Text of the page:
222: fortem Gyan fortem Cloanthum: Gyas was one of the Trojan companions of Aeneas, who distinguished himself at the games after the death of Anchises in Sicily, and obtained the third prize. Cloanthus was one of the Trojan followers of Aeneas (Robertson). The repetition has a pathetic effect. Both were brave men, and both are gone (F-B). 


    simulō, āvī, ātus, 1, a.: to make similar; imitate, 6.591; pretend, 2.17; to make a false show of, feign, 1.209; p., simulātus, a, um, made to imitate, counterfeiting, 4.512; dissembling, 4.105; imitating, resembling, 3.349. (similis)

    accingō, cīnxī, cīnctus (pass. inf., accingier, 4.493), 3, a.: to gird on; gird, 2.614; arm, equip, 6.184; make one’s self ready; prepare, 1.210; resort to, 4.493. (ad and cingō)

    daps, dapis, f.: a feast, banquet, 1.210; food, viands, 1.706; flesh of sacrificial victims, 6.225; usually found in the pl., but the gen. pl. is not used.

    futūrus, a, um: about to be; future, 4.622. (sum)

    tergum, ī, and tergus, oris (1.211; 9.764), n.: the back of men or animals, 1.296, et al.; the stern of a ship, 5.168; skin, hide, 1.211; gauntlet, hide, 5.403; form, frame, body, 2.231; carcass, body, 1.635; length, long body, 2.208; a layer, plate, 10.482; pl., terga, ōrum, members, frame, 6.422; gauntlets, 5.419; ā tergō, behind, 1.186; in tergum, to the rear, 11.653; vertere or dare terga, to run away, retreat, 6.491; 9.794.

    dīripiō, ripuī, reptus, 3, a.: to tear apart or off; snatch, tear away, 3.227; plunder, pillage, sack, 2.563. See also dēripiō. (dis- and rapiō)

    costa, ae, f.: a rib, 1.211; side.

    vīscus, eris, n.: an inner part of the body; pl., vīscera, um, the entrails, vitals, 6.599; the flesh, 1.211; heart, bosom, 6.833.

    nūdō, āvī, ātus, 1. a.: to make bare, naked; lay open, bare, 1.211; (fig.), expose, 5.586; lay open, disclose, 1.356. (nūdus)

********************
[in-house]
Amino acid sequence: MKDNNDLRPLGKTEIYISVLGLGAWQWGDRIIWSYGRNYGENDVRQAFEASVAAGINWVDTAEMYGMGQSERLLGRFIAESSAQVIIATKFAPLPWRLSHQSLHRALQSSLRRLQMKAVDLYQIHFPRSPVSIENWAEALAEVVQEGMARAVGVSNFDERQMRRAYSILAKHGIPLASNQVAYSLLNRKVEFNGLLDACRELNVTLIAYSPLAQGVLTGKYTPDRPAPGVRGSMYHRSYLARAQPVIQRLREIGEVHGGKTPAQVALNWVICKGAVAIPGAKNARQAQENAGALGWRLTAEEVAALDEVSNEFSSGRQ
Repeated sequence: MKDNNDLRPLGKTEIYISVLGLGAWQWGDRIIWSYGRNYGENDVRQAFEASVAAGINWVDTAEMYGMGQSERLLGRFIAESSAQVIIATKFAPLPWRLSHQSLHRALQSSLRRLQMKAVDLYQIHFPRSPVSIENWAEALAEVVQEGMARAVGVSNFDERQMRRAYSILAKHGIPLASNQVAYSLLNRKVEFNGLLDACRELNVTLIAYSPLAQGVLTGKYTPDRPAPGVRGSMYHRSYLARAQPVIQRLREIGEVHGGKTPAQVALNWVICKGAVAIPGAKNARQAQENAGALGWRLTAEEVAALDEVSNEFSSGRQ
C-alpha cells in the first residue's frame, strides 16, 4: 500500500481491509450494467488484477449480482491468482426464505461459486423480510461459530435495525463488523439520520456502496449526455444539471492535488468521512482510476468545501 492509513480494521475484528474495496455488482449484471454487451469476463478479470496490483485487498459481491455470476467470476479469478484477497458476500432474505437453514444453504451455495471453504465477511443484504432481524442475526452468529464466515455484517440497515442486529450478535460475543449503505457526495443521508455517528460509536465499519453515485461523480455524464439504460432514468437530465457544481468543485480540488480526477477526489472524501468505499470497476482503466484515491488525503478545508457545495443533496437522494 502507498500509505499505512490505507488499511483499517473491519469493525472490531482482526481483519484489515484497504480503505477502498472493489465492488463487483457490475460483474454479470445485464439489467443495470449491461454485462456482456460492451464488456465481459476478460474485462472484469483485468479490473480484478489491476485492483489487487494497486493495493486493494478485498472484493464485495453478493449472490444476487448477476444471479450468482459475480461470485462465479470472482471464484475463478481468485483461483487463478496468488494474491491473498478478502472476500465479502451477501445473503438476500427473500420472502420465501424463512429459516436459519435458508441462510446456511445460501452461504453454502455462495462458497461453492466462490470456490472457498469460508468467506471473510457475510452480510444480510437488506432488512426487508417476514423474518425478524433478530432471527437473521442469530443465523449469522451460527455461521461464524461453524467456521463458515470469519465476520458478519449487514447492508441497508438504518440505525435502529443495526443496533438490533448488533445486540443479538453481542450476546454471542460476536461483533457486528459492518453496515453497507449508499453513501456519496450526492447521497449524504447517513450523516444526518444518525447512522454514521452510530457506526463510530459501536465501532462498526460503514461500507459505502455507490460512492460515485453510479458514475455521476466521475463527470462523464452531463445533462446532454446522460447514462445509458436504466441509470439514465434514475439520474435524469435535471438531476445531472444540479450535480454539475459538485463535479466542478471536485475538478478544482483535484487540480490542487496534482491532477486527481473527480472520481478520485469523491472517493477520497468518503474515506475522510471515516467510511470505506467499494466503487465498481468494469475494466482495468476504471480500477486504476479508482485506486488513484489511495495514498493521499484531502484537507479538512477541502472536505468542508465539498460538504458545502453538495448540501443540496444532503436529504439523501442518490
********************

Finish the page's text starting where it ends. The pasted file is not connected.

frūstum, ī, n.: a piece, 1.212.

    secō, secuī, sectus, 1, a.: to cut, freq.; cut off, 4.704; engrave, carve, 3.464; cut through, cleave, 5.218, et al.; of the channel of a river, 8.63; sail through, pass, 8.96; speed, 6.899; shape out mentally, form, 10.107.

    verū, ūs, n.: a spit, 1.212; a slender, tapering lance; spit-dart, 7.665.

    tremō, uī, 3, n. and a.: to tremble, quake, shake, quiver, 5.198; tremble at, fear, dread, 8.296.

    fīgō, fīxī, fīxus, 3, a.: to fix or fasten; freq., the object in or on which, in the abl., 1.212; abl. w. prep., 6.636; acc. w. prep., 9.408; fasten up, suspend from, 3.287; hang up, 1.248; set up, establish, make, 6.622; transfix, pierce, 5.516; hurl (fix by hurling), 10.883; wound, 10.343; inscribe, 11.84.

    aēnus, a, um: adj. (aes), of bronze; brazen, 2.470; subst., aēnum, ī, n., a bronze or brazen vessel; caldron, 1.213, et al.

    locō, āvī, ātus, 1, a.: to place, put, 1.213, et al.; lay, 1.428; found, 1.247. (locus)

    ministrō, āvī, ātus, 1, a.: to serve, attend to, manage, 6.302; to minister, give, furnish, supply, 1.150. (minister)

    vīctus, ūs, m.: a living; nourishment, sustenance, food, 1.214. (vīvō)